Early Morning Mist and a Song
Today was a special day for the Sandpoint Rotary Club. We had presentations from 3 recent participants in our Youth Services Foreign Exchange Student program. I participated via Zoom and it was great to hear the experiences of two local students, one of which went to Croatia and another who went to Taiwan and a student from Brazil who spent a year in Sandpoint. The exchange program is just one of the many ways that Rotary promotes goodwill and peace on an international scale. The students develop an appreciation for other cultures, life long friendships and a realization that there is a "big world" out there! The exchange program is just one of the several Youth Services programs of the Sandpoint Rotary Club that I am riding to raise funds to support. Thanks to all for your generous donations. There is still time to donate, just go to the donate section of www.ridewithmel.com.
Now to today's ride. Another great ride of 80 miles through the Panhandle of Florida. Currently in Live Oak Florida. Built along the Pensacola & Georgia Railroad in or prior to 1861, Live Oak was named for a southern live oak tree under which railroad workers rested and ate lunch. When a railroad depot was built nearby, the small community that sprung up around it was called “Live Oak Station”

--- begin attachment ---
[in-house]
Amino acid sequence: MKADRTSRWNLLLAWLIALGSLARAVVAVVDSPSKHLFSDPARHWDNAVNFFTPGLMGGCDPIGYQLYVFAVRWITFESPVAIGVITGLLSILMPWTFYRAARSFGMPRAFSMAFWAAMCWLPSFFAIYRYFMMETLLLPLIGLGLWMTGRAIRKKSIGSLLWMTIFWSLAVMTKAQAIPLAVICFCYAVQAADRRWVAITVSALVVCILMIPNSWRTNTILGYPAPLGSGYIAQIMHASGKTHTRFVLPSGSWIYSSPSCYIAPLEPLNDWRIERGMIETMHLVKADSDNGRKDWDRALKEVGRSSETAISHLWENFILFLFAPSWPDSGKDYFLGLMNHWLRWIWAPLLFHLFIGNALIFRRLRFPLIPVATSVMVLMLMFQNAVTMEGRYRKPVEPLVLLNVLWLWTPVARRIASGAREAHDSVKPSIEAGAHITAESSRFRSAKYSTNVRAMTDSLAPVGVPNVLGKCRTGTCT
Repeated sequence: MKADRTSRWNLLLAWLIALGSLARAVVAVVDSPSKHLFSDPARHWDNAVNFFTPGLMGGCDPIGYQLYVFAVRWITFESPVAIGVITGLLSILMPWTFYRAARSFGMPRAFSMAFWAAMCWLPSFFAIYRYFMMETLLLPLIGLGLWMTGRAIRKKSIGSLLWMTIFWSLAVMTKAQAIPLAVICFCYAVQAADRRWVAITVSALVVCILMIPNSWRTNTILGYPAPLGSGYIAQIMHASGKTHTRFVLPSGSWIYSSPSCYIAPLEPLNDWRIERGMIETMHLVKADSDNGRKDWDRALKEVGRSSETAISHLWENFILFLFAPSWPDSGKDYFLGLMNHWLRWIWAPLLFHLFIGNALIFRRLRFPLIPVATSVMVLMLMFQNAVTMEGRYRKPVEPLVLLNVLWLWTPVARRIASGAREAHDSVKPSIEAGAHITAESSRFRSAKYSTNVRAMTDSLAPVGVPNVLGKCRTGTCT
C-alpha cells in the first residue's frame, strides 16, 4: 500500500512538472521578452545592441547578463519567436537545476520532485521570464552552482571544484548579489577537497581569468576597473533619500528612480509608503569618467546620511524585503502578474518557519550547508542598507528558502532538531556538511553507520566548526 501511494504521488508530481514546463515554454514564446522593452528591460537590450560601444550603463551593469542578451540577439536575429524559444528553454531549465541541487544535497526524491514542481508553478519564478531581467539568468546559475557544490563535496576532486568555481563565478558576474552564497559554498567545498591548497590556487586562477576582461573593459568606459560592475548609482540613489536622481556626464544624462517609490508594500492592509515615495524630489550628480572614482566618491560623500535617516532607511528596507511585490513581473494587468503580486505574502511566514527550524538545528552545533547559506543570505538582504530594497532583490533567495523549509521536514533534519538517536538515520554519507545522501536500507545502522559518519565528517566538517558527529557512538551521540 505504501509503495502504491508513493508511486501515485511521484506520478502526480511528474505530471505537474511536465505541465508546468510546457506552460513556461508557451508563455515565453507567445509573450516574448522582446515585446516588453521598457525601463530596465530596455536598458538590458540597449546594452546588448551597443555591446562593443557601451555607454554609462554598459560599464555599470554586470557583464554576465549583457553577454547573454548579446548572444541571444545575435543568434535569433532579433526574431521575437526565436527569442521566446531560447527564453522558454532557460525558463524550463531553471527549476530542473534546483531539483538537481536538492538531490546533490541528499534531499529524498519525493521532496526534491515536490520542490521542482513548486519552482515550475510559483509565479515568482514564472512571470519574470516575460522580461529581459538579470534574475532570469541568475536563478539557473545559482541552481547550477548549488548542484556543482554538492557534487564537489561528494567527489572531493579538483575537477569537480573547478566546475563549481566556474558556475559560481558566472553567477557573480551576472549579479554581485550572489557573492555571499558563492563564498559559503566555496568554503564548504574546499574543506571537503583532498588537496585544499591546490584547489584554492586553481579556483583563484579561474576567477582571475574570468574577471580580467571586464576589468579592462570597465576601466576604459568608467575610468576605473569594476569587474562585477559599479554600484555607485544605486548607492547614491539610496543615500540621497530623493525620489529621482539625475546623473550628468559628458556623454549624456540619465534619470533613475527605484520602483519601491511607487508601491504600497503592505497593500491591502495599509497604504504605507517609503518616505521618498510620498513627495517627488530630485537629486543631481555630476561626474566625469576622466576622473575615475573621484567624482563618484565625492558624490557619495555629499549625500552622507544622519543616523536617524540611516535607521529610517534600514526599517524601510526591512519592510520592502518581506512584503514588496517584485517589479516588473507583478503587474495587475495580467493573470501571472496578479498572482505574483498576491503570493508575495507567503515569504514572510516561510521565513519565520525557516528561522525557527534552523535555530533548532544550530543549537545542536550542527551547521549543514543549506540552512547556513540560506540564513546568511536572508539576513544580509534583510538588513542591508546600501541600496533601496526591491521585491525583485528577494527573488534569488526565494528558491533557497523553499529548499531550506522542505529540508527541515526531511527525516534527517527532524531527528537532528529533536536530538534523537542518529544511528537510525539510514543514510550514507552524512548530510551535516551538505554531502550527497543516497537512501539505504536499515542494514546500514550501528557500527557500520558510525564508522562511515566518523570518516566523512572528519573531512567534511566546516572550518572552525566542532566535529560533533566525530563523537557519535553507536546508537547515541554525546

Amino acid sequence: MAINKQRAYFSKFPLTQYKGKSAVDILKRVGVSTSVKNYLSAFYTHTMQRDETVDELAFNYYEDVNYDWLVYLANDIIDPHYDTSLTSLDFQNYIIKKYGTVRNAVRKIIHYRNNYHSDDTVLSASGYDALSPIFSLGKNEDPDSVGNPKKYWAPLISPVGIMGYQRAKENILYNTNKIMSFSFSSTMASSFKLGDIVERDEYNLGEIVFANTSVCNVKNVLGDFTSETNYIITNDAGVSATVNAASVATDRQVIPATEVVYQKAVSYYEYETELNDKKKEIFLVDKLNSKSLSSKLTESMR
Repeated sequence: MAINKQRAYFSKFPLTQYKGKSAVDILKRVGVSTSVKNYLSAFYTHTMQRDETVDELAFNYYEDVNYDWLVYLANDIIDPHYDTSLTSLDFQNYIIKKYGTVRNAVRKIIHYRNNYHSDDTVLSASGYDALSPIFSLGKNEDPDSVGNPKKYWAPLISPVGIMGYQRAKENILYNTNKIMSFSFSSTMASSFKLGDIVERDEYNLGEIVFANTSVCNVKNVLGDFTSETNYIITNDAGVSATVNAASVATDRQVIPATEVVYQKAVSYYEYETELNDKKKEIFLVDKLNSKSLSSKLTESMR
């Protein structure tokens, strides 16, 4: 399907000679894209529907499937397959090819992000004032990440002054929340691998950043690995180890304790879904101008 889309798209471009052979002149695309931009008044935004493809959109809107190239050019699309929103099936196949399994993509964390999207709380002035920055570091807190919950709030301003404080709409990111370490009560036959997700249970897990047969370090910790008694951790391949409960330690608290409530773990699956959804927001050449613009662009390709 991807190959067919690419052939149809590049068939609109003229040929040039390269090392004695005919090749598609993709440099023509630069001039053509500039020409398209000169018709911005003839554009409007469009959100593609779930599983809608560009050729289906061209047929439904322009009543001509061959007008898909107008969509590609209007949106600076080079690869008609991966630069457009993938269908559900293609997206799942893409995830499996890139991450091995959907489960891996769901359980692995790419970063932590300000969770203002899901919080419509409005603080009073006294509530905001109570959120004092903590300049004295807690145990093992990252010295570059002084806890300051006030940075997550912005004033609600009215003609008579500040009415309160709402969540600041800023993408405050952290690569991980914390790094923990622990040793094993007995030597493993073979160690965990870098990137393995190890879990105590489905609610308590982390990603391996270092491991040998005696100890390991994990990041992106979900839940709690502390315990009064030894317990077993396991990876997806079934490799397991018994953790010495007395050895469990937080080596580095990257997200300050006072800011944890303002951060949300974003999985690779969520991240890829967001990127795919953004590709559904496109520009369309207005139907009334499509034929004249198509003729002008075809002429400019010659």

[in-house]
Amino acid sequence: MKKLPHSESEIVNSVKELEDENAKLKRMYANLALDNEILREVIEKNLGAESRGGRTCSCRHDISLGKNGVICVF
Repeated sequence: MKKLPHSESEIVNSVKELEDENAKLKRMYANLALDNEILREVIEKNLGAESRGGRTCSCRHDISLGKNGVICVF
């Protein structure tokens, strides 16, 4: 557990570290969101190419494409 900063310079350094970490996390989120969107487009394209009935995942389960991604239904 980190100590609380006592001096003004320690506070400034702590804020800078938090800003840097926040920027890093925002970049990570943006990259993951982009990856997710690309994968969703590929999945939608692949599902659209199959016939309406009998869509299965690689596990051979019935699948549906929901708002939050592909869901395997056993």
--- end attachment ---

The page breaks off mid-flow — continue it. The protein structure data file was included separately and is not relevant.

Great early morning scenery. Looking down the road at sunrise it was as though I was riding into a mist shrouded forest. Early morning reflections, one of several county courthouses that I rode by today, a large peanut farming operation and lastly the Suwannee River which is the river featured in the 1851 song, "Old Folks at Home" by Stephen Foster. The song is also known as "Swanee River". Foster had composed most of the lyrics but was struggling to name the river of the opening line, and asked his brother to suggest one. The first suggestion was "Yazoo" (in Mississippi), which despite fitting the melody perfectly, was rejected by Foster. The second suggestion was "Pee Dee" (in South Carolina), to which Foster said, "Oh pshaw! I won't have that." His brother then consulted an atlas and called out "Suwannee!" Foster said, "That's it, exactly!" Adding it to the lyrics, he purposely misspelled it as "Swanee" to fit the melody. Foster himself never saw the Suwannee, or even visited Florida, but nevertheless Florida made "Old Folks At Home" its state song in 1935, replacing "Florida, My Florida". Despite the song's popularity during the era, few people outside of Florida actually knew where the Suwannee River was, or that it was even a real place.